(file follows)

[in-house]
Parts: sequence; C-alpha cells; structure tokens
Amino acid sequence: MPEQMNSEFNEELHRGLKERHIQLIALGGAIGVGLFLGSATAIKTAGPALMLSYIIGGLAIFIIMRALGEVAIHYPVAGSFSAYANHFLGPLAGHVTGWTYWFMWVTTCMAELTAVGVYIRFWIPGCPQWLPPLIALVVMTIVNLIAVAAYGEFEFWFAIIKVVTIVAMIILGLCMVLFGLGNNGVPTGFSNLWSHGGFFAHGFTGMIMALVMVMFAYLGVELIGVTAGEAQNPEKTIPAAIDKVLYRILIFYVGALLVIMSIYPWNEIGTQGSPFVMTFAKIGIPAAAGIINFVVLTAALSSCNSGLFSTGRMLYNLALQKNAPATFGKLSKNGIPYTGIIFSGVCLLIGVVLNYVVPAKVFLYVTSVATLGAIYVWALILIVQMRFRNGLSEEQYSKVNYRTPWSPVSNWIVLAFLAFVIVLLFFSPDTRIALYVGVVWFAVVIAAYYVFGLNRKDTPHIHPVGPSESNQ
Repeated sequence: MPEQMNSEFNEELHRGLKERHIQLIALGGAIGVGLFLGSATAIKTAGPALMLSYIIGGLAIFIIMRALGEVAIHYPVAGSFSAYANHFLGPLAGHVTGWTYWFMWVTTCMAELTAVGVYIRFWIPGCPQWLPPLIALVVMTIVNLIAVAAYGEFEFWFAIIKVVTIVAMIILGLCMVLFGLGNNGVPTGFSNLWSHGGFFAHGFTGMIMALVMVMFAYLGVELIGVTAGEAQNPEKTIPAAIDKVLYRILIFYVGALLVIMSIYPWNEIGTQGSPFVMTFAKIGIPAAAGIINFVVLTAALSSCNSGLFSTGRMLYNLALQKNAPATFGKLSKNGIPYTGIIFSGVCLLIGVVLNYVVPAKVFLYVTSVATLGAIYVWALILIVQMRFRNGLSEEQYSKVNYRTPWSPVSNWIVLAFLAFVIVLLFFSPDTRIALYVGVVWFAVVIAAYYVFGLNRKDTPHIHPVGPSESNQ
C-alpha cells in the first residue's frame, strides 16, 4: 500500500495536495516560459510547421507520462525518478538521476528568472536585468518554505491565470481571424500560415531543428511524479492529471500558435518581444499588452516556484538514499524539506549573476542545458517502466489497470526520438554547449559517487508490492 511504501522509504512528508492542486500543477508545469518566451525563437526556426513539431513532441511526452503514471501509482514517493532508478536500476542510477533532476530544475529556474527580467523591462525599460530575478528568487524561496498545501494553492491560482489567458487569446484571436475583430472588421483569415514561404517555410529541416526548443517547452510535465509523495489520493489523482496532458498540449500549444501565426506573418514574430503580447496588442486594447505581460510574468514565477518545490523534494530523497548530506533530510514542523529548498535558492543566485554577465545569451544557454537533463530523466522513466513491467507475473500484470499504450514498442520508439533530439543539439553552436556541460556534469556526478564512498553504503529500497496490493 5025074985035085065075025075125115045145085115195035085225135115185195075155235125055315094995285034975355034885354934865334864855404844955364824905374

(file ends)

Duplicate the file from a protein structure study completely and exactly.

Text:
[in-house]
Parts: sequence; C-alpha cells; structure tokens
Amino acid sequence: MPEQMNSEFNEELHRGLKERHIQLIALGGAIGVGLFLGSATAIKTAGPALMLSYIIGGLAIFIIMRALGEVAIHYPVAGSFSAYANHFLGPLAGHVTGWTYWFMWVTTCMAELTAVGVYIRFWIPGCPQWLPPLIALVVMTIVNLIAVAAYGEFEFWFAIIKVVTIVAMIILGLCMVLFGLGNNGVPTGFSNLWSHGGFFAHGFTGMIMALVMVMFAYLGVELIGVTAGEAQNPEKTIPAAIDKVLYRILIFYVGALLVIMSIYPWNEIGTQGSPFVMTFAKIGIPAAAGIINFVVLTAALSSCNSGLFSTGRMLYNLALQKNAPATFGKLSKNGIPYTGIIFSGVCLLIGVVLNYVVPAKVFLYVTSVATLGAIYVWALILIVQMRFRNGLSEEQYSKVNYRTPWSPVSNWIVLAFLAFVIVLLFFSPDTRIALYVGVVWFAVVIAAYYVFGLNRKDTPHIHPVGPSESNQ
Repeated sequence: MPEQMNSEFNEELHRGLKERHIQLIALGGAIGVGLFLGSATAIKTAGPALMLSYIIGGLAIFIIMRALGEVAIHYPVAGSFSAYANHFLGPLAGHVTGWTYWFMWVTTCMAELTAVGVYIRFWIPGCPQWLPPLIALVVMTIVNLIAVAAYGEFEFWFAIIKVVTIVAMIILGLCMVLFGLGNNGVPTGFSNLWSHGGFFAHGFTGMIMALVMVMFAYLGVELIGVTAGEAQNPEKTIPAAIDKVLYRILIFYVGALLVIMSIYPWNEIGTQGSPFVMTFAKIGIPAAAGIINFVVLTAALSSCNSGLFSTGRMLYNLALQKNAPATFGKLSKNGIPYTGIIFSGVCLLIGVVLNYVVPAKVFLYVTSVATLGAIYVWALILIVQMRFRNGLSEEQYSKVNYRTPWSPVSNWIVLAFLAFVIVLLFFSPDTRIALYVGVVWFAVVIAAYYVFGLNRKDTPHIHPVGPSESNQ
C-alpha cells in the first residue's frame, strides 16, 4: 500500500495536495516560459510547421507520462525518478538521476528568472536585468518554505491565470481571424500560415531543428511524479492529471500558435518581444499588452516556484538514499524539506549573476542545458517502466489497470526520438554547449559517487508490492 511504501522509504512528508492542486500543477508545469518566451525563437526556426513539431513532441511526452503514471501509482514517493532508478536500476542510477533532476530544475529556474527580467523591462525599460530575478528568487524561496498545501494553492491560482489567458487569446484571436475583430472588421483569415514561404517555410529541416526548443517547452510535465509523495489520493489523482496532458498540449500549444501565426506573418514574430503580447496588442486594447505581460510574468514565477518545490523534494530523497548530506533530510514542523529548498535558492543566485554577465545569451544557454537533463530523466522513466513491467507475473500484470499504450514498442520508439533530439543539439553552436556541460556534469556526478564512498553504503529500497496490493 5025074985035085065075025075125115045145085115195035085225135115185195075155235125055315094995285034975355034885354934865334864855404844955364824905374